A method and apparatus are described for presenting images. Broadly stated, embodiments of the present invention seek to improve the user-experience associated with image viewers by dynamically adjusting the amount of dewarping performed on an image based upon characteristics of the scene being viewed. According to one embodiment, the geometric transformation matrix used to correct image distortions may be varied as a function of the angular velocity of the scene. For example, at a high angular velocity, little or no dewarping may be performed and the image may be presented essentially uncorrected. In contrast, when the scene is not rotating, the image may be fully corrected. Between these extremes of high angular velocity and no angular velocity, the amount of dewarping may be modulated to intermediate values thereby modifying the image in a continuous manner. Consequently, the appearance of visible and objectionable distortion is greatly reduced while maintaining the geometric accuracy of the image when the scene is not rotating. Advantageously, in this manner, it is thought that a significant portion of the discomfort and disorientation experienced by users can be eliminated.
In the following description, for the purposes of explanation, numerous specific details are set forth in order to provide a thorough understanding of the present invention. It will be apparent, however, to one skilled in the art that the present invention may be practiced without some of these specific details. In other instances, well-known structures and devices are shown in block diagram form.
The present invention includes various steps, which will be described below. The steps of the present invention may be performed by hardware components or may be embodied in machine-executable instructions, which may be used to cause a general-purpose or special-purpose processor programmed with the instructions to perform the steps. Alternatively, the steps may be performed by a combination of hardware and software.
The present invention may be provided as a computer program product which may include a machine-readable medium having stored thereon instructions which may be used to program a computer (or other electronic devices) to perform a process according to the present invention. The machine-readable medium may include, but is not limited to, floppy diskettes, optical disks, CD-ROMs, and magneto-optical disks, ROMs, RAMs, EPROMs, EEPROMs, magnet or optical cards, flash memory, or other type of media/machine-readable medium suitable for storing electronic instructions. Moreover, the present invention may also be downloaded as a computer program product, wherein the program may be transferred from a remote computer to a requesting computer by way of data signals embodied in a carrier wave or other propagation medium via a communication link (e.g., a modem or network connection).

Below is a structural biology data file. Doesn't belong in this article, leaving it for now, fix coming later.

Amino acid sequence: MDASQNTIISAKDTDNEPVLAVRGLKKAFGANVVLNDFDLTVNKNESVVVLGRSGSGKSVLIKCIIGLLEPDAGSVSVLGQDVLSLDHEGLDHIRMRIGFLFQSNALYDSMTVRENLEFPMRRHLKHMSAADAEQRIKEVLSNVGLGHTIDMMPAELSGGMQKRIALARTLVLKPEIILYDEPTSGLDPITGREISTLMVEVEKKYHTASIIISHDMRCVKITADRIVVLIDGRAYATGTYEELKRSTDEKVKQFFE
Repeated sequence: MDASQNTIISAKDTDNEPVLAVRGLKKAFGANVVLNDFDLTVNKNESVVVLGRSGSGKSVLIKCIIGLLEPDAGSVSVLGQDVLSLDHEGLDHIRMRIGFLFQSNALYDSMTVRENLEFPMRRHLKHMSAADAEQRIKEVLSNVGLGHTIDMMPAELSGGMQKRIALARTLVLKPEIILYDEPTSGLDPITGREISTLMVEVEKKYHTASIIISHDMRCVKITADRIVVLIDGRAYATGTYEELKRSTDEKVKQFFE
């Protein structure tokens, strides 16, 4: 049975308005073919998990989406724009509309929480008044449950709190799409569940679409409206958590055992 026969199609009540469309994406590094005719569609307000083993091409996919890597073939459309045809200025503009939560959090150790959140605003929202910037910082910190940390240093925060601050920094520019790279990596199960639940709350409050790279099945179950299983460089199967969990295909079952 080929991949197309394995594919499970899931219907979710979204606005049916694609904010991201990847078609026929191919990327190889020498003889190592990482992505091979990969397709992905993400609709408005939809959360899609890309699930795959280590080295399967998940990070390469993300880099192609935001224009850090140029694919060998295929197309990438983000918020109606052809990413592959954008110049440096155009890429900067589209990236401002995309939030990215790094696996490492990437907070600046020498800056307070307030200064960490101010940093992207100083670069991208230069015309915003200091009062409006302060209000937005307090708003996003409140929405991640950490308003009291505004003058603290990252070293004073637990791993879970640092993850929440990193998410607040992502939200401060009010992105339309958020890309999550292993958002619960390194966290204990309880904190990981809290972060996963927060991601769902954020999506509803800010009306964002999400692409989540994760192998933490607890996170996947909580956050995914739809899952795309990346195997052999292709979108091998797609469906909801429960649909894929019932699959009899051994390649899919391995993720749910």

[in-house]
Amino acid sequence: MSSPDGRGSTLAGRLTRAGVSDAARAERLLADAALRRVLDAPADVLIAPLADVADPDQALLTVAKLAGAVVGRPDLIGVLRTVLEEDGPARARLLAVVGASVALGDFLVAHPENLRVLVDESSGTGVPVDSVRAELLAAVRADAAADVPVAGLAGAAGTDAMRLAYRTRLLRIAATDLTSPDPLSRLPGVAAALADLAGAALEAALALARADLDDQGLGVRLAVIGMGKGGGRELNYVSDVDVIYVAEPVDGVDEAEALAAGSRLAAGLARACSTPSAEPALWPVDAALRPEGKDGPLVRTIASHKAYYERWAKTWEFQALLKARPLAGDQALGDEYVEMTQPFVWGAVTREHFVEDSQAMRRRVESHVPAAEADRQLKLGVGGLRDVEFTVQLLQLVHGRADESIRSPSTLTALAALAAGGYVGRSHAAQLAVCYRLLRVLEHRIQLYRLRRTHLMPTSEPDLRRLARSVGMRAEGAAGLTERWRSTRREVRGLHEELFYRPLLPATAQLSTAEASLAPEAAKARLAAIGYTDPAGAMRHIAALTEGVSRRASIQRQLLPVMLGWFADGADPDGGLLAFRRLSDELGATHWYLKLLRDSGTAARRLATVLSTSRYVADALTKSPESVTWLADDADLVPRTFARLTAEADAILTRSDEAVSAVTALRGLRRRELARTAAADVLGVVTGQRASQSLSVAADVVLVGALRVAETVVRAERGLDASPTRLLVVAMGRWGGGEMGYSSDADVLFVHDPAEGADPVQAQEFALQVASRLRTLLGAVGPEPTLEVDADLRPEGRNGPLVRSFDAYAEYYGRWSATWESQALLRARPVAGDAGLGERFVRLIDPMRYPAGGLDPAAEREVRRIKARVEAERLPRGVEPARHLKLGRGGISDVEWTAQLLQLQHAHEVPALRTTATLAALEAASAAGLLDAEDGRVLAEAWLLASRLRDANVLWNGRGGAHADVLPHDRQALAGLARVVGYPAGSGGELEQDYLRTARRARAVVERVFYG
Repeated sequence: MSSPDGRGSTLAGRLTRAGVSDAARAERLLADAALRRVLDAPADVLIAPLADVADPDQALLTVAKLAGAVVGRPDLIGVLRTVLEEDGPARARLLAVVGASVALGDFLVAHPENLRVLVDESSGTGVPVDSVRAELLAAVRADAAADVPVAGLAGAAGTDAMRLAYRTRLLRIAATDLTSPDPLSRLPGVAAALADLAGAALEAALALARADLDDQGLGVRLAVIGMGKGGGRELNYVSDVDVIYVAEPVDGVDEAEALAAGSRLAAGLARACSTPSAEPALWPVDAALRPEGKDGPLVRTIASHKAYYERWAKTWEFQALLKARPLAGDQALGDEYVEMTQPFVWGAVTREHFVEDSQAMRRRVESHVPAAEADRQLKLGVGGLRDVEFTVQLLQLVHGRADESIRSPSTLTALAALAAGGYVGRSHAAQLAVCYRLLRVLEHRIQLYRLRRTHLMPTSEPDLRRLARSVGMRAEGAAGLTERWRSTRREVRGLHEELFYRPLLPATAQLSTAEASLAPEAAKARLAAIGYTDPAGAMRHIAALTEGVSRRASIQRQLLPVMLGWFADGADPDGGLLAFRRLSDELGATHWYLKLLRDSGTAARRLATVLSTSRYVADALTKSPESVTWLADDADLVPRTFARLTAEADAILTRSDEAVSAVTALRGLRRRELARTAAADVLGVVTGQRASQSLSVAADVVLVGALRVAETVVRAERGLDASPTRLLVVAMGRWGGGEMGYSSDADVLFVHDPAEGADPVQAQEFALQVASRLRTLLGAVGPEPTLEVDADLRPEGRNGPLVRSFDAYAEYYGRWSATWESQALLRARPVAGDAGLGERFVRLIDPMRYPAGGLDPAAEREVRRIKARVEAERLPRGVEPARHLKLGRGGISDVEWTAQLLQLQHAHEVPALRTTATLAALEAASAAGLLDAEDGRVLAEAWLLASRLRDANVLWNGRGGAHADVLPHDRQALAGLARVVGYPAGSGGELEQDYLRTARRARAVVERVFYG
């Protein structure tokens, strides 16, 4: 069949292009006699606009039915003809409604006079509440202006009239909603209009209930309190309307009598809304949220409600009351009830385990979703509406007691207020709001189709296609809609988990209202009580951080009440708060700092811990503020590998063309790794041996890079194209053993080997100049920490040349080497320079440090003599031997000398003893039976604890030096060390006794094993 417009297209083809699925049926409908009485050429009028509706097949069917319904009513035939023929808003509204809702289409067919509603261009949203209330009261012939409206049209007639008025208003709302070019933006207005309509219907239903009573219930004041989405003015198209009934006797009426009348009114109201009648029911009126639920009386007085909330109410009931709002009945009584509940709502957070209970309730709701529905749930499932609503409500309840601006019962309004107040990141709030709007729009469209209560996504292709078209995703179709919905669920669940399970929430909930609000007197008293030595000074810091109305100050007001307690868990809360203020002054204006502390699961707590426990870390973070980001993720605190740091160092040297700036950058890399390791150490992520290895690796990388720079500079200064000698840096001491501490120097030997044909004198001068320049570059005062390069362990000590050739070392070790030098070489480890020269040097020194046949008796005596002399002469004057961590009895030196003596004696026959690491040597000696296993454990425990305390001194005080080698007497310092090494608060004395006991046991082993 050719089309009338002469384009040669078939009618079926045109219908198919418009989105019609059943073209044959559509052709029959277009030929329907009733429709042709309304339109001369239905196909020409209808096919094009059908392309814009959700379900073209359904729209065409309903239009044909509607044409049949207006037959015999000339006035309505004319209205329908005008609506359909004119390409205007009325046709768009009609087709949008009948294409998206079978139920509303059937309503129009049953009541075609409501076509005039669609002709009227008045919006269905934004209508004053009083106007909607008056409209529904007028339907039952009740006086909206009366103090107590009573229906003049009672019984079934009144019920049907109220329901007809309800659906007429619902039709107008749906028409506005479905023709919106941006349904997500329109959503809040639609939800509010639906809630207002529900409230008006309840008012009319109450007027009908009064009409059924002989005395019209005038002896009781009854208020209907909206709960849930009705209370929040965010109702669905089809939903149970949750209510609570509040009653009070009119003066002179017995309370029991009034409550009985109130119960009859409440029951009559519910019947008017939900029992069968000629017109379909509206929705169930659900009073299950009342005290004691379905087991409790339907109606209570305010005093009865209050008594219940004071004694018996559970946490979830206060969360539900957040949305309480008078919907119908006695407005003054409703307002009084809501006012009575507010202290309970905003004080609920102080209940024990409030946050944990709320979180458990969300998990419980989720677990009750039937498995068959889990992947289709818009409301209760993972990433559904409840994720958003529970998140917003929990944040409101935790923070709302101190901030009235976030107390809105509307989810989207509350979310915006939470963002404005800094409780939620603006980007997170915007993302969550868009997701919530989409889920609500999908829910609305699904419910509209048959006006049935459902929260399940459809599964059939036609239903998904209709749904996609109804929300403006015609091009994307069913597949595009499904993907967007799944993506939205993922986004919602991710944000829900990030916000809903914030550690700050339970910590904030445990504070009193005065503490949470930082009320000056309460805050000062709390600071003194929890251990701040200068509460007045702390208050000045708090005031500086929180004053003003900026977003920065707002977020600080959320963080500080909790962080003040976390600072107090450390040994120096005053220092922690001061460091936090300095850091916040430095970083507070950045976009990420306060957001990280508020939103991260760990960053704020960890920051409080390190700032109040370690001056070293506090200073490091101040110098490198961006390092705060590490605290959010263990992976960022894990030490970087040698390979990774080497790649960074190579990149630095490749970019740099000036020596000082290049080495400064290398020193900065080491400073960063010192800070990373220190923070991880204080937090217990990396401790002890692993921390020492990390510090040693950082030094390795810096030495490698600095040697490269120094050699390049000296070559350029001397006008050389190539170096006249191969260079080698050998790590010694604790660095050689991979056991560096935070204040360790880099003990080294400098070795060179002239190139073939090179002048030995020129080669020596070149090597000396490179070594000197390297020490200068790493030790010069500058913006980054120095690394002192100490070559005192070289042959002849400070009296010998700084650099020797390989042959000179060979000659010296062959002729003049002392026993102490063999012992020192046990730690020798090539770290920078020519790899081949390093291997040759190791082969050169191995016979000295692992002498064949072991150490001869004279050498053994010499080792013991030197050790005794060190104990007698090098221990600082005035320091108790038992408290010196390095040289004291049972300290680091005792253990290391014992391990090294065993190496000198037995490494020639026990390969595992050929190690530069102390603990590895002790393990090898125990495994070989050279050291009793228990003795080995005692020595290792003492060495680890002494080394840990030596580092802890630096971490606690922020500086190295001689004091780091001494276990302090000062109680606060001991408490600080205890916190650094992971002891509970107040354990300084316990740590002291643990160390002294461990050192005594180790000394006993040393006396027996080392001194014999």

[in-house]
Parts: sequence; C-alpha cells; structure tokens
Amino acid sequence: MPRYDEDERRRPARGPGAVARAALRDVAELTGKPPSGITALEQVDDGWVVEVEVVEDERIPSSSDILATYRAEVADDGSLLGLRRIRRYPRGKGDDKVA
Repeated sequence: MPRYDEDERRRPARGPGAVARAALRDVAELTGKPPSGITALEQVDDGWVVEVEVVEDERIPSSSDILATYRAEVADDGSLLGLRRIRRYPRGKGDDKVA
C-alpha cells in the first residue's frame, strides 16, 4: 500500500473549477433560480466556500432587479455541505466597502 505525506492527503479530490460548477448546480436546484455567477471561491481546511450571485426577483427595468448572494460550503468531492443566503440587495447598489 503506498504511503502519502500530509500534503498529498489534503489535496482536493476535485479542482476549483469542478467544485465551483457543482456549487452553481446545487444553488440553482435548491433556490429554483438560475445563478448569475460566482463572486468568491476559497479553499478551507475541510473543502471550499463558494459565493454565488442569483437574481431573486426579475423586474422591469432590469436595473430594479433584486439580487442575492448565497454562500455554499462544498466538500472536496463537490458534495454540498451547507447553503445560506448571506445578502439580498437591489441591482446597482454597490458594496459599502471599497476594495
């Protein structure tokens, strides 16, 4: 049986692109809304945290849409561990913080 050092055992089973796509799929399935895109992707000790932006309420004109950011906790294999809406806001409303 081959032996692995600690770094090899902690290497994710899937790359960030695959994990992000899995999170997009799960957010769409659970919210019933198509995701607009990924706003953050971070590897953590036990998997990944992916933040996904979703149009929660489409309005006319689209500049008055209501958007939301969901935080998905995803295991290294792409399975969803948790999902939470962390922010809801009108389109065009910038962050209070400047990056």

For convenience, embodiments of the present invention will be described with reference to a cylindrical geometrical model and a cylindrical environment map. However, various other geometrical models and environment maps may be employed. For example, a spherical environment map may be used for 360×360 images. Therefore, the present invention is not limited to any particular type of intermediate image format or environment map. In addition, while embodiments of the present invention are described with reference to a virtual tour of a home, the present invention is equally applicable to other types of programs and/or tools, such as 3D games and virtual environment navigation, that need to render environment maps representative of scenes potentially in motion. Moreover, while embodiments of the present invention are described in the context of correcting distortions introduced by wide-angle lenses, the techniques described herein produce noticeable improvements in image presentation even when the image is captured without the use of a wide-angle lens. Finally, the affects described herein with respect to 360 degree images are equally applicable and useful in connection with images that are less than 360 degrees and 360×360 images.
Brief definitions of terms used throughout this application are given below.
The term “environment map” generally refers to a representation of a scene perceived from a particular viewpoint. Therefore, perspective views of arbitrary orientation and field-of-view can be generated by retrieving the appropriate pixel data from the environment map and presenting it on a display. Which is referred to as rendering the environment map.
A “view” generally refers to a portion of a scene which is visible to the user from a particular viewpoint. A view may conceptually be thought of as a window into the scene.
The terms “viewing plane” or “projective plane” generally refer to a display screen or a portion of a display screen on which a view is presented. Importantly, viewing plane may also include a memory such as a frame buffer or pixel buffer that stores pixel values prior to display. In any event, in order to be displayed, points in the environment map are projected onto the viewing plane (e.g., pixel values are read from the environment map and written into the viewing plane).
Image Capture and Viewing System Overview